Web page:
Police Commissioner Bill Bratton Expects Low Turnout at Pro-Cop Rally

Police Commissioner Bill Bratton. (Photo: Andrew Burton/Getty Images)

Police Commissioner Bill Bratton. (Photo: Andrew Burton/Getty Images)

Police Commissioner Bill Bratton isn’t expecting many people to show up for a rally designed to say “thank you” to his police force this afternoon.

“From my understanding, the briefing I received this morning, the first so-called rally, the pro-police rally is a Facebook page. You may be the only person at that rally if you’re there tonight,” Mr. Bratton told a reporter this afternoon at a press conference at 1 Police Plaza. “We’re not anticipating many will be showing up. The various police unions indicated it’s not something they’re supporting and [are] encouraging people not to show up.”

The pro-NYPD rally has been promoted on Facebook and via the Twitter hashtag #ThankYouNYPD. It is intended as a counterpoint to weeks of protests calling for police reform in the wake of a Staten Island grand jury’s decision not to indict Police Officer Daniel Pantaleo in the death of Eric Garner, an unarmed black man who died while Mr. Pantaleo was arresting him.

Though he thought it might be poorly attended, Mr. Bratton allowed for the possibility that those who have been marching against the police might show up to counter-protest.

“Is it going to result in maybe a large number of demonstrators hostile to the police showing up? Possibly, with the expectation that there’s going to be somebody to demonstrate against besides us,” Mr. Bratton said.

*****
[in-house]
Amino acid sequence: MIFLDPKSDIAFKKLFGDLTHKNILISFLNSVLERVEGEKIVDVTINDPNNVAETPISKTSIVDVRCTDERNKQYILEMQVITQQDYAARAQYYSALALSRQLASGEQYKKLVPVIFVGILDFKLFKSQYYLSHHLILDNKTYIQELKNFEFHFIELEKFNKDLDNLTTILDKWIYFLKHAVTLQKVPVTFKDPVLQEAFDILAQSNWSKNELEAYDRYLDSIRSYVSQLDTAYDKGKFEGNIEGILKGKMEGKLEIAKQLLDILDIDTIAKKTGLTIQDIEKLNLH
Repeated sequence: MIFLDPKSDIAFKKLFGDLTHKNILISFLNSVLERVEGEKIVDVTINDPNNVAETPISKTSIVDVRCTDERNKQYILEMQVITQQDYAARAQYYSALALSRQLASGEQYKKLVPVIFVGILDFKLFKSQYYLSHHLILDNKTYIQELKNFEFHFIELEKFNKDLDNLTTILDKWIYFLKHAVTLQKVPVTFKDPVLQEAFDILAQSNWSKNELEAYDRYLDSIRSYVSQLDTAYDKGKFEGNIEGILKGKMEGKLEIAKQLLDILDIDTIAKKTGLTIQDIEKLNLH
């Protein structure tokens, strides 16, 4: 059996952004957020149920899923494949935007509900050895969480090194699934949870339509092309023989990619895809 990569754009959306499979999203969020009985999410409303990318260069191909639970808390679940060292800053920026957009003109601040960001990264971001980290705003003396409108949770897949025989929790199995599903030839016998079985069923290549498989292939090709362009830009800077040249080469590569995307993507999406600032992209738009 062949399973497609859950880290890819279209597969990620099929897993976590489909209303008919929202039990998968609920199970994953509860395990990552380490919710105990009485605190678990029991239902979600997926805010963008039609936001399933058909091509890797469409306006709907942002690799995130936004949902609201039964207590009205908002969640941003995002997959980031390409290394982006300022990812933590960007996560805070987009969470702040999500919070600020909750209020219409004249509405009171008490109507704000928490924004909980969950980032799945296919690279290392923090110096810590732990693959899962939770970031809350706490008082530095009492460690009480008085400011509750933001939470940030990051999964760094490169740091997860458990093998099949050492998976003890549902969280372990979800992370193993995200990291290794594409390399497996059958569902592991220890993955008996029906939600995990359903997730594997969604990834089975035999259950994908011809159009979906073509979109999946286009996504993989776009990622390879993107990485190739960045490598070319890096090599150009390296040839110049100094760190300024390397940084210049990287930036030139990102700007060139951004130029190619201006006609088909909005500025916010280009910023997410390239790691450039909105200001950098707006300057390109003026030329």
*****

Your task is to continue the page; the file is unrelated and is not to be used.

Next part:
But after weeks of impromptu marches, the police commissioner said the department was ready to deal with “about any type of demonstration.”

“We’re not expecting anything particularly out of the ordinary this evening,” he said.

The pro-cop rally is set to begin just hours after Mayor Bill de Blasio sat down with Justice League NYC, a group that has been protesting the NYPD and calling for the end of Mr. Bratton’s “broken windows” policing. Many blame the policy, which calls for prosecuting low-level crimes to increase quality of life and reduce violent crime, for the death of Garner, who was being arrested for selling loose cigarettes.

At the midtown meeting this afternoon, members of the group offered up a list of “demands,” including some things the mayor said he’s already doing, like police re-training.

“I said, ‘That’s a great demand, I’d love to agree to that demand—except we’re already doing it,'” Mr. de Blasio told reporters at the 1 Police Plaza press availability.

The mayor also noted that the group called for a special prosecutor and other changes to the “justice process,” and said he believed on some points there might be a “valid, good alternative.”

“But I think the point is, they put forward a set of ideas and I said, ‘Here’s some I think are promising, here’s some I disagree with, here’s some I we have to think about more.’ A very healthy dialogue and it was actually an example of how a democracy is supposed to function, we’re supposed to put our ideas on the table and we’re supposed to consider ideas from every viewpoint and then we make our decisions,” Mr. de Blasio said.

One area where he and the Justice League won’t find agreement is on broken windows—which Mr. de Blasio defended yet again at length today.

Ross Barkan contributed reporting.

Police Commissioner Bill Bratton Expects Low Turnout at Pro-Cop Rally